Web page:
reply to Gessler

Sat, 7 May 1994 19:43:09 CDT

Nick, your note is very interesting, but very cryptic. I don't want to put
words in your mouth, but you seem to be making an argument that looks like
some of the recent formulations of "hegemony," e.g., by the Comaroffs. This
may be very far from what you have in mind, but the parallel is still
remarkable. The idea of emergence has been around for quite a while, and
when applied to something like kinship (or other forms of social organization),
you can go back to Edmund Leach's idea of an organizational form as an outcome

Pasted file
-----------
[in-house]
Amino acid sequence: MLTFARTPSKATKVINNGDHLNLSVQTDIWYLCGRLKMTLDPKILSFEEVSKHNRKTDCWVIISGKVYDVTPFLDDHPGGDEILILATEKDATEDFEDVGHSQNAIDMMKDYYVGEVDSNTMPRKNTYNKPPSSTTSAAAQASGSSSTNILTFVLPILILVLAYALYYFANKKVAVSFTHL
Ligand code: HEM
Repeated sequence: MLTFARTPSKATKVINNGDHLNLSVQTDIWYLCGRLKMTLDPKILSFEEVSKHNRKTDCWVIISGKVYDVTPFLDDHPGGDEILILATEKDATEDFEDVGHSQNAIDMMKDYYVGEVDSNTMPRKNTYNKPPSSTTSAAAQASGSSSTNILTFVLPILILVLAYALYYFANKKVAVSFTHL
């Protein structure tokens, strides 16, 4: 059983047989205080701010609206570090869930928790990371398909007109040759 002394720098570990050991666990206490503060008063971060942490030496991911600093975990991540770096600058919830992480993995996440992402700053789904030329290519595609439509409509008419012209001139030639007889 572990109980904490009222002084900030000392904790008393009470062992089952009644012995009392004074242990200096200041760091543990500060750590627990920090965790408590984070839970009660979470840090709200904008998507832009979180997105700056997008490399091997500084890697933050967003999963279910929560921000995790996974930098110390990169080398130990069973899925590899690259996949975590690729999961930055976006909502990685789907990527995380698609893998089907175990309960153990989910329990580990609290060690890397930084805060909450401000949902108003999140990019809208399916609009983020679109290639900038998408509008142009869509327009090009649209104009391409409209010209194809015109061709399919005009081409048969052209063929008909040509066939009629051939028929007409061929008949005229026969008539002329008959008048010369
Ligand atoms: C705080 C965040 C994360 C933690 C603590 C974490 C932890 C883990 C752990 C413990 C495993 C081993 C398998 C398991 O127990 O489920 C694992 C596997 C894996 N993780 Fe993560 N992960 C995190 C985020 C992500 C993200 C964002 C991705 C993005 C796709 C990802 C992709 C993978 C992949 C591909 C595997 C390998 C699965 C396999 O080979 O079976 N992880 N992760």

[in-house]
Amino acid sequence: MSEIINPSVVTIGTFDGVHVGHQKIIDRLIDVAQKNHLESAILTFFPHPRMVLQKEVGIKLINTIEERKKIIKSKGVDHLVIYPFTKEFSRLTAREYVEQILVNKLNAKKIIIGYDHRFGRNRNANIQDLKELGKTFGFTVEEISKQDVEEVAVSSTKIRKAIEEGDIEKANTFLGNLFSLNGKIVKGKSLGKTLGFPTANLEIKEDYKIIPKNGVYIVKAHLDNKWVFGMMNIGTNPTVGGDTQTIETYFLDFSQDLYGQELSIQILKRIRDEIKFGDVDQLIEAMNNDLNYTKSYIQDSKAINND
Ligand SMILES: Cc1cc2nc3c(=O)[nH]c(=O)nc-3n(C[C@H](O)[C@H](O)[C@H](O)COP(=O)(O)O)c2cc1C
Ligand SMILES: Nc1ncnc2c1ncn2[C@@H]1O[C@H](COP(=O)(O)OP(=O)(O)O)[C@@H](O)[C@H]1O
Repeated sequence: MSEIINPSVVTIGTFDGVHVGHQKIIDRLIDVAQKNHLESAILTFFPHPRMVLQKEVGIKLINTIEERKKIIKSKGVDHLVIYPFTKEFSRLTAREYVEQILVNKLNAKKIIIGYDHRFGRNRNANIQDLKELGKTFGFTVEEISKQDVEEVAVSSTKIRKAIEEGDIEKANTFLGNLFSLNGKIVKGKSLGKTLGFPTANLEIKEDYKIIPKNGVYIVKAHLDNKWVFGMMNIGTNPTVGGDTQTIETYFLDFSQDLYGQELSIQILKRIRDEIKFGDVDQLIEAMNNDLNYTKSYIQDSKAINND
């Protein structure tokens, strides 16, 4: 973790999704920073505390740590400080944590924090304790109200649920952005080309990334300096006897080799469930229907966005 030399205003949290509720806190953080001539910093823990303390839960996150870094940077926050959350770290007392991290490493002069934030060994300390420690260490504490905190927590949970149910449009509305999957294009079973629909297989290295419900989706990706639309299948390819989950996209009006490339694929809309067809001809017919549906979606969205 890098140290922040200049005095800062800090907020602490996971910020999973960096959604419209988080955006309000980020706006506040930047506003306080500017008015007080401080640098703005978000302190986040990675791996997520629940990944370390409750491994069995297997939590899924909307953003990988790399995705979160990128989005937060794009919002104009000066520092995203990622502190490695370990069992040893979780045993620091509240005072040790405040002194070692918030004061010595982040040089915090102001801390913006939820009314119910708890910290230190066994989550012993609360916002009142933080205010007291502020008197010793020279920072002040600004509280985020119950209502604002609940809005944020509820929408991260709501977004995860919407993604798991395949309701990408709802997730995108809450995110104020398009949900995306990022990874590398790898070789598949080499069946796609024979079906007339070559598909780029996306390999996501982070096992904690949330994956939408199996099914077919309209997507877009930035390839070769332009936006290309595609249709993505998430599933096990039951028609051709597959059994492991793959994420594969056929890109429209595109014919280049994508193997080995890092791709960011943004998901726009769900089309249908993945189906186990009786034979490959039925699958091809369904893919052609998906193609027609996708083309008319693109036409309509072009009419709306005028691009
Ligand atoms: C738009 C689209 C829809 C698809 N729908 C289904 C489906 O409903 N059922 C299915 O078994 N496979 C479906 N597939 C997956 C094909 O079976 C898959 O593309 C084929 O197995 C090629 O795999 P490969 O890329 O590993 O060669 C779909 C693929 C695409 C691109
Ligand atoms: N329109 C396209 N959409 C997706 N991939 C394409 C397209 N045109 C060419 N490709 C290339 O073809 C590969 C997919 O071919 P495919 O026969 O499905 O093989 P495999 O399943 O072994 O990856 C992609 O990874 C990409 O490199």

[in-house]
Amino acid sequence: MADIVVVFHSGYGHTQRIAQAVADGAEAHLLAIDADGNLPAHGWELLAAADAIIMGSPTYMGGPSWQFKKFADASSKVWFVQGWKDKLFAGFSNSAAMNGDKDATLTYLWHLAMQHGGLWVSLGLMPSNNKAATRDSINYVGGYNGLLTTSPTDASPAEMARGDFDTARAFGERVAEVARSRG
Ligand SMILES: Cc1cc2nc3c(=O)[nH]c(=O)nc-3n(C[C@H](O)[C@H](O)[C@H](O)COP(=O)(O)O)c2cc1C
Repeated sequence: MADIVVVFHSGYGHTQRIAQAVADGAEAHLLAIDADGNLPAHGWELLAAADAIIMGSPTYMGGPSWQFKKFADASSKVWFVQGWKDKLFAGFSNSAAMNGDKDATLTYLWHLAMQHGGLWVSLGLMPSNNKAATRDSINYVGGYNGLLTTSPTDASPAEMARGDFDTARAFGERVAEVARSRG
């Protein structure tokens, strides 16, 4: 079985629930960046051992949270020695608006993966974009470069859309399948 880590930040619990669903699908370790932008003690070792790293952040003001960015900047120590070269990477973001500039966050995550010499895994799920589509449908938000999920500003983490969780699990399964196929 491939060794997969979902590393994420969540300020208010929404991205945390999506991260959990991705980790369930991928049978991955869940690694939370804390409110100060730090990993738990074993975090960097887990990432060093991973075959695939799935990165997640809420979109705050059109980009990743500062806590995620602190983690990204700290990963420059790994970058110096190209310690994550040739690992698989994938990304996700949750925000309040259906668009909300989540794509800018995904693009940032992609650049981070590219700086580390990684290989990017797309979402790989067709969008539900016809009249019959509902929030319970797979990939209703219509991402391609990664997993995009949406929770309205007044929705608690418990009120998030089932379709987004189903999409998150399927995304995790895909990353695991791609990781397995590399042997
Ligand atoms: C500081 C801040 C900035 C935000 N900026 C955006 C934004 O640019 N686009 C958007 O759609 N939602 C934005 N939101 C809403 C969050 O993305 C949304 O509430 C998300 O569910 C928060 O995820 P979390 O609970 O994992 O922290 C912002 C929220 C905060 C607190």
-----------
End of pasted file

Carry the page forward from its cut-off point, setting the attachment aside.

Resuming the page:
of a series of personal decisions that become precedent for other people's
decisions. The form, as perceived by the outside observer, might be assumed to
be primordial or somehow inherent in the "culture", etc., while it is actually
an outcome of (emergent from) a set of conditions to which people have made
adaptive decisions.

I may have read you wrong, and if so, it would be helpful if you'd flesh out
your point and use some specific ethnographic illustrations to make clear what
you are trying to tell us. I hope that you'll take the time to do this, as I
am fascinated by the re-emergence of kinship as a topic that anthropologists
want to talk about. I have a few ideas of my own, but I'd like to lay back a
while and see what the rest of us think are issues worth pursuing.

Mike Lieber